Courtney Howard is a LAFCA, CCA, OFCS and AWFJ member, as well as a Rotten Tomatometer-approved film critic. Her work has been published on Variety, She Knows and Awards Circuit.
Courtney Howard // Film Critic
TO ALL THE BOYS I’VE LOVED BEFORE
CAN’T BUY ME LOVE. SHE’S ALL THAT. 10 THINGS I HATE ABOUT YOU. WHILE YOU WERE SLEEPING. THE PROPOSAL. These are the classics filmmakers aim for when making films about fake relationships that – what, what, WHAT?! – somehow turn real. This romantic comedy subgenre is much beloved and often imitated, but not many achieve similar heights. Remember LEAP YEAR, WHAT HAPPENS IN VEGAS, THE WEDDING DATE, and JUST GO WITH IT? Those, uh, to borrow the title of another non-starter for my sentiment here, suffered a FAILURE TO LAUNCH.
However, director Susan Johnson’s TO ALL THE BOYS I’VE LOVED BEFORE shows the audience within the first few minutes why it belongs in the upper echelon. With lots of heart, witty humor, one adorable heroine, and a great soundtrack to boot, there’s much to love. Totally unexpected in the right ways, wildly progressive and subversively sweet in others, this cinematic adaptation of Jenny Han’s best-selling novel is here to resuscitate the subgenre.
Seattle-dwelling high school junior Lara Jean Covey (Lana Condor) yearns for a great romance, but has only ever experienced a small handful of secret crushes. She keeps her emotions at bay by writing love letters to her unwitting paramours, stuffing them away in a turquoise silk-wrapped box hidden in the deep recesses of her closet. Making her life miserable is the fact that one of those love letters is addressed to her older sister Margot’s (Janel Parrish) long-time boyfriend Josh Sanderson (Israel Broussard, who gives off major Rami Malek vibes). But when Margot breaks up with Josh, and precocious, sneaky younger sister Kitty (Anna Cathcart) takes it upon herself to mail Lara Jean’s secret stash, Lara Jean’s world turns upside down. Seeing that she’s in a pickle, senior Peter Kavinsky (Noah Centineo) comes up with a brilliant scheme: date each other. For him, this provides the opportunity to get back at his ex-flame Genevieve (Emilija Baranac, who’s a Jodi Lyn O’Keefe-esque mean girl), and for her, this provides a shield from Josh. Havoc and hilarity ensue.
Sofia Alvarez’s screenplay has a lot of wit, levity, and honesty to it – crucial elements for success in this subgenre. Lara Jean’s repartee with Peter is strong, particularly showcased in the scene where they draw up their contract, referencing SIXTEEN CANDLES and FIGHT CLUB almost in the same breath. It hits emotional beats – specifically those dealing with the death of Lara Jean’s mom – with heartfelt sincerity.
Blending the protagonist’s fantastical asides with her reality, and making it all appear coherent, is a feat. The narrative has multiple elements that break the linear structure – things like flashbacks to her youthful flings, the crushes invading her space in her mind and a little bit of voice-over. That said, they aren’t jarring and don’t break up the momentum. The passage of time is handled cleverly, demarcated on hallway banners. Texts are integrated by appearing at the top of the screen, setting the look apart from most teen flicks. Plus, it’s well-paced and without any down time.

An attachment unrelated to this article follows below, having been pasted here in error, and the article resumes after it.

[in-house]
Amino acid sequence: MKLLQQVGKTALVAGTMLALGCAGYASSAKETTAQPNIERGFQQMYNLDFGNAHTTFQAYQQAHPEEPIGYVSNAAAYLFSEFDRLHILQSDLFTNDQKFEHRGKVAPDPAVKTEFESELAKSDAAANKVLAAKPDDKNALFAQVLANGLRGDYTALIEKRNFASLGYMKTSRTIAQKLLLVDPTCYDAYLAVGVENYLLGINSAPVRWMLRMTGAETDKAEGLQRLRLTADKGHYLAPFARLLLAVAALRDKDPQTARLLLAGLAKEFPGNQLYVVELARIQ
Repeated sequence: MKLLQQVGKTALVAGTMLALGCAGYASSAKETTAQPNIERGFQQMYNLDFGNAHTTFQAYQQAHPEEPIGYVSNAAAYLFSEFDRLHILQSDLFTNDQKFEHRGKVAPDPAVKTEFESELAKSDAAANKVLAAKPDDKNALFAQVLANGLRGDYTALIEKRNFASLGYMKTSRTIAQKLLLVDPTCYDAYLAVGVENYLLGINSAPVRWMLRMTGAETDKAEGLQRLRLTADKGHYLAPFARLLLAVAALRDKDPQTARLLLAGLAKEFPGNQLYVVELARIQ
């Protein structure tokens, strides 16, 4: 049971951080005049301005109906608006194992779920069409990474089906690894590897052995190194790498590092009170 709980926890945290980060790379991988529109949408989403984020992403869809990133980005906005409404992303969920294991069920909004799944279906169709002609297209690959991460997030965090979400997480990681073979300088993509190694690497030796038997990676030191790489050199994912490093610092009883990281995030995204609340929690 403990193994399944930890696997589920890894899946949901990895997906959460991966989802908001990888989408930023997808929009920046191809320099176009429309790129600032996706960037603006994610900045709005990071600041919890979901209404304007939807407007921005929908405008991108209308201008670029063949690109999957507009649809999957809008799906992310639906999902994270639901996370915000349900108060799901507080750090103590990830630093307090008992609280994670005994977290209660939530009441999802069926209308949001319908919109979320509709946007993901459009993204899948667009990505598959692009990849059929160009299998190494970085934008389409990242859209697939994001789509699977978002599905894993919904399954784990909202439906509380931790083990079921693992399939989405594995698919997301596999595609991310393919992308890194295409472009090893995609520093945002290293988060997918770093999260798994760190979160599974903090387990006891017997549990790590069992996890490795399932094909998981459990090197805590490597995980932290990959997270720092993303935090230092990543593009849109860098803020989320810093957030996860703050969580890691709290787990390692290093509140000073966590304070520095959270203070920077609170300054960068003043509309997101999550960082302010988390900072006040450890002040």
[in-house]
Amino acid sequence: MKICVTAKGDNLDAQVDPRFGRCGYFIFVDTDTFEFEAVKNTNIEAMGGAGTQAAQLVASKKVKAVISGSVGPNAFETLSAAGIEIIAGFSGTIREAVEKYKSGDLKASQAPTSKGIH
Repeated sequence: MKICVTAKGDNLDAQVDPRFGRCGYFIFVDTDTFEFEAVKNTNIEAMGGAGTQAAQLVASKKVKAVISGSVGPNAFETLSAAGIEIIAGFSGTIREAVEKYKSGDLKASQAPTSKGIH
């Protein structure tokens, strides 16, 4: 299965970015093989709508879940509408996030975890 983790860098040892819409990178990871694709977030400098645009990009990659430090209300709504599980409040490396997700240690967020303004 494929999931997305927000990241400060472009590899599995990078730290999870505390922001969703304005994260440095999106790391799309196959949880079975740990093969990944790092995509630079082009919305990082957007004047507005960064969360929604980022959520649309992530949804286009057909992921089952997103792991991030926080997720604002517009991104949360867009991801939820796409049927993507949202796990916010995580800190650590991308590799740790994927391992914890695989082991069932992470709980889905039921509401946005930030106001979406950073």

The escalating zany situations are made all the more endearing thanks to the charismatic performances of the ensemble. Condor is an effervescent, radiant treasure and this is star-making material she delivers on. She’s got an undeniable magnetism and chemistry with all her co-stars. She can handle the hijinks-laden pratfalls just as adeptly as she can the more heartfelt, genuinely emotional scenes she shares with John Corbett, who plays her utterly sweet, embarrassingly sex-positive gynecologist father. Centineo, who brilliantly channels Mark Ruffalo adorableness in spades, delivers a home run. He’s dashing, funny and vulnerable. Madeline Arthur (Amanda Seyfried’s doppelganger), is vibrant and hilarious as Lara Jean’s bestie Chris.
Like any good romcom, there are a few things missing. I found myself craving a classic “falling in love” montage. All along the way, we catch glimmers of the flame Lara Jean and Peter are igniting. Only it could use a little more oomph in the second act – like a snappily-edited, warmly-scored sequence that shows the couple’s day-to-day romance blooming. What’s there is evident what’s happening, but we’re left yearning to be romanced, something the actors could assuredly deliver if the material was there. The plot also leaves audiences dangling, questioning one crucial detail involving its third act cyber-bullying thread. While there’s a good message to younger girls injected into that conflict, there’s no resolution.
When all’s said and done, any mistakes are smoothed over by the charm and energy of this lovely calamity.
TO ALL THE BOYS I’VE LOVED BEFORE is on Netflix starting on August 17.